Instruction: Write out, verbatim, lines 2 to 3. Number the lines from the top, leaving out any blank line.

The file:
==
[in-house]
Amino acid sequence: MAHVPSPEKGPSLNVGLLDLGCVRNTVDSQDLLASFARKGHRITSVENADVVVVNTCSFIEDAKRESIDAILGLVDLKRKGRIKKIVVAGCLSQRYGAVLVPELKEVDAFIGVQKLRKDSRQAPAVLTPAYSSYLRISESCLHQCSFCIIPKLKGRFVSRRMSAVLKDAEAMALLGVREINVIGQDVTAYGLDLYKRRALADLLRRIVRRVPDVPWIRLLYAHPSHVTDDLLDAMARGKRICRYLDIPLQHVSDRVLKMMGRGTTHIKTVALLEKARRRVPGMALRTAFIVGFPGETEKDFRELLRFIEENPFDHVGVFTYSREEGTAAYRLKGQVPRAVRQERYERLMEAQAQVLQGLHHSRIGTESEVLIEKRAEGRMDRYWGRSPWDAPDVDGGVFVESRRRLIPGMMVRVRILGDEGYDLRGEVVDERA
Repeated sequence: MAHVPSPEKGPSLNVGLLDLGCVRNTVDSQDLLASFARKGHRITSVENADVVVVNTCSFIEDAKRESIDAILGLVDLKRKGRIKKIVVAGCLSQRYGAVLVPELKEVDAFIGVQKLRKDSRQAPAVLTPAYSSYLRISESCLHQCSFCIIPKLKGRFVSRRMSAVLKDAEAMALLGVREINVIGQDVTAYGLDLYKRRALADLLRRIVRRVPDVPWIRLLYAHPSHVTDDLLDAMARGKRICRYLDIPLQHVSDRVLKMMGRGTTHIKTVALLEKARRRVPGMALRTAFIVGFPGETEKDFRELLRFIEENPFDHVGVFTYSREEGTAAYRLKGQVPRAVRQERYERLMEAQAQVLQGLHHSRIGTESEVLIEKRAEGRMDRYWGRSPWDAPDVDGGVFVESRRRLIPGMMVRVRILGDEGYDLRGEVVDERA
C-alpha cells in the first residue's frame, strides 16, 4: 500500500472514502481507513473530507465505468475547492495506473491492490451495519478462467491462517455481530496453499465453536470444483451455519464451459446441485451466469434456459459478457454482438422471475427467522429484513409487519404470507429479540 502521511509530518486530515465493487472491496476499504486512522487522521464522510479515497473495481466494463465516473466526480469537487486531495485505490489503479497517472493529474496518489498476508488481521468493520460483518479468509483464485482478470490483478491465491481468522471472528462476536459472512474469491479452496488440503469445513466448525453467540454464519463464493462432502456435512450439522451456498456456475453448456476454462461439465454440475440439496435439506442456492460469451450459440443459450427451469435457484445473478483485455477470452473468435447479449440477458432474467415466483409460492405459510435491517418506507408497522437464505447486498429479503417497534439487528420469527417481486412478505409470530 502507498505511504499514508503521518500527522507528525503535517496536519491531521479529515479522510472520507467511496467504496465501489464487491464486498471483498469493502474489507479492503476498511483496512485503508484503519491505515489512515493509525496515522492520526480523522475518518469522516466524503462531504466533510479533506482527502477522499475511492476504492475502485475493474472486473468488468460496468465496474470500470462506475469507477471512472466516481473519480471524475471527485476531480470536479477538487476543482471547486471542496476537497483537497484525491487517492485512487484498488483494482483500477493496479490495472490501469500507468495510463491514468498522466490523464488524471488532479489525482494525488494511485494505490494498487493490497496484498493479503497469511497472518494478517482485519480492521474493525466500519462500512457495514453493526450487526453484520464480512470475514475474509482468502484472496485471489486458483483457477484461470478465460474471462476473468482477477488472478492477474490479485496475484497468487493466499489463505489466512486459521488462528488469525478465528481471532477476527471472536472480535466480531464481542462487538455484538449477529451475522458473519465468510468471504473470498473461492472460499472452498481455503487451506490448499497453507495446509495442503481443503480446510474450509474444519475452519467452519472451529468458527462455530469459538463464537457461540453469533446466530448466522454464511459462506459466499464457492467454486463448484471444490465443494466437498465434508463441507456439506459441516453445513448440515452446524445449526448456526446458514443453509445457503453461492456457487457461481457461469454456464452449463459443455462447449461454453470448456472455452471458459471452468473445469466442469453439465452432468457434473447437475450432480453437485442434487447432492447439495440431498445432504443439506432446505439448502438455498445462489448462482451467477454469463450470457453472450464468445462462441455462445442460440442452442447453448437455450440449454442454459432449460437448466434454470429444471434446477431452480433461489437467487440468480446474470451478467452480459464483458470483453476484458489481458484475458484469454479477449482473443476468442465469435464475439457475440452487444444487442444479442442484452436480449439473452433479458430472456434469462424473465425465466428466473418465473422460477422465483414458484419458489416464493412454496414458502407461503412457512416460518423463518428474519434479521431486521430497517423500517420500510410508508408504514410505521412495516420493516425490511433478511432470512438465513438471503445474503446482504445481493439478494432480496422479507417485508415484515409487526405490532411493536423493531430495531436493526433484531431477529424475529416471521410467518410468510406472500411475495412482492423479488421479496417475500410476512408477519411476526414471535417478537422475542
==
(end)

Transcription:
Amino acid sequence: MAHVPSPEKGPSLNVGLLDLGCVRNTVDSQDLLASFARKGHRITSVENADVVVVNTCSFIEDAKRESIDAILGLVDLKRKGRIKKIVVAGCLSQRYGAVLVPELKEVDAFIGVQKLRKDSRQAPAVLTPAYSSYLRISESCLHQCSFCIIPKLKGRFVSRRMSAVLKDAEAMALLGVREINVIGQDVTAYGLDLYKRRALADLLRRIVRRVPDVPWIRLLYAHPSHVTDDLLDAMARGKRICRYLDIPLQHVSDRVLKMMGRGTTHIKTVALLEKARRRVPGMALRTAFIVGFPGETEKDFRELLRFIEENPFDHVGVFTYSREEGTAAYRLKGQVPRAVRQERYERLMEAQAQVLQGLHHSRIGTESEVLIEKRAEGRMDRYWGRSPWDAPDVDGGVFVESRRRLIPGMMVRVRILGDEGYDLRGEVVDERA
Repeated sequence: MAHVPSPEKGPSLNVGLLDLGCVRNTVDSQDLLASFARKGHRITSVENADVVVVNTCSFIEDAKRESIDAILGLVDLKRKGRIKKIVVAGCLSQRYGAVLVPELKEVDAFIGVQKLRKDSRQAPAVLTPAYSSYLRISESCLHQCSFCIIPKLKGRFVSRRMSAVLKDAEAMALLGVREINVIGQDVTAYGLDLYKRRALADLLRRIVRRVPDVPWIRLLYAHPSHVTDDLLDAMARGKRICRYLDIPLQHVSDRVLKMMGRGTTHIKTVALLEKARRRVPGMALRTAFIVGFPGETEKDFRELLRFIEENPFDHVGVFTYSREEGTAAYRLKGQVPRAVRQERYERLMEAQAQVLQGLHHSRIGTESEVLIEKRAEGRMDRYWGRSPWDAPDVDGGVFVESRRRLIPGMMVRVRILGDEGYDLRGEVVDERA